Summary:

With its new employer-matching service, Coursera has opened up a key revenue stream in which it receives payment from employers in exchange for information about students who may be good job candidates.

Since launching earlier this year, Palo Alto-based Coursera has established itself as a force in online education, attracting more than two million students, 33 top-notch universities and $22 million in venture funding. But this week, the company made a key step toward building out its business model, announcing that it had opened up a recruiting service that matches employers with top-performing students on its site.

In a blog post Tuesday, the company said:

If you opt-in to our Career Services, we will try to find companies that match your interests, skills and knowledge.  If you do well in a Coursera class and allow us to share that information with potential employers (who will have agreed to keep this information in strict confidence, and use only for the purpose of considering you for employment), this could make you even more appealing to employers.

As with Coursera courses, the Career Services support is free for students, but employers pay Coursera for information on who might be good candidates.  So far, Facebook, Twitter, AppDirect and TrialPay are among the companies that have signed up. For now, the company is just starting with software engineering but plans to expand to other disciplines.

The announcement isn’t surprising as Coursera has previously indicated that matching students with employers is a possible revenue model, as well as charging students for certificates from partner universities.  The company did not disclose how much it is charging employers or how it is splitting the revenue with its university partners, but a contract between Coursera and the University of Michigan obtained this summer by the Chronicle of Higher Education indicated that partners could get 6 to 15 percent of the revenue.

According to the Chronicle, through Coursera’s Career Services program, participating employers are provided lists of students who meet their requirements, which typically includes the top-performing students in a given discipline in a geographic area. If one of the students piques the employer’s interest, Coursera reaches out to the student via e-mail asking if she wants an introduction to the company. In addition to requiring an opt-in from students, the program gives universities offering courses the choice to participate.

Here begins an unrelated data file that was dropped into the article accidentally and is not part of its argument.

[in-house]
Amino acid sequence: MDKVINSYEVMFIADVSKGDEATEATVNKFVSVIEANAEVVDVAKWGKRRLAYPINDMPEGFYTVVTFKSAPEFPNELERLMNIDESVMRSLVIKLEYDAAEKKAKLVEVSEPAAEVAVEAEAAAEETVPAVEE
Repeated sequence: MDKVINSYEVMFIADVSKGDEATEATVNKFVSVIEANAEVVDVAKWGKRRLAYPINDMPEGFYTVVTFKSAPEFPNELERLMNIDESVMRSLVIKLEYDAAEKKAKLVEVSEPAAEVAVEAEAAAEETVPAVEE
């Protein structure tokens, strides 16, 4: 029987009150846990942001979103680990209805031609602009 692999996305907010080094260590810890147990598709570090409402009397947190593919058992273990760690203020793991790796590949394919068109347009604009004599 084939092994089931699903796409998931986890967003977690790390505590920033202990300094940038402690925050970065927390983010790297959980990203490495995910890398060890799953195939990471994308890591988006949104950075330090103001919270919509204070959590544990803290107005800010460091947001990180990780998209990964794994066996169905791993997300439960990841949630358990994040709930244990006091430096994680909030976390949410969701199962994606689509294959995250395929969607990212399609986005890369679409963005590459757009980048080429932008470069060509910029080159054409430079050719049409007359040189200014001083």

Co-founder Andrew Ng told the Chronicle that not all of the universities have joined the program but given the “uncontroversial” nature of the business model, he added that he expects more to join in the future.  He also said that while results of its Career Services program have been positive, they expect to make more revenue from selling certificates, something it plans to do in the coming months, the Chronicle reported.

Online learning site Udacity also makes money from a similar “headhunter”-style model and, earlier this fall founder Sebastian Thrun told me that, so far, 20 students had found employment through the site.

Even though the recruitment programs are still in their infancy, considering that the startups themselves just launched in the first quarter of the year, the progress shows the interest on both the university and employer sides. And even before it had an official program in place, Coursera said its courses helped students find new jobs, indicating the value of free online education, especially as university costs rise and jobseekers struggle to keep up in the changing economy.

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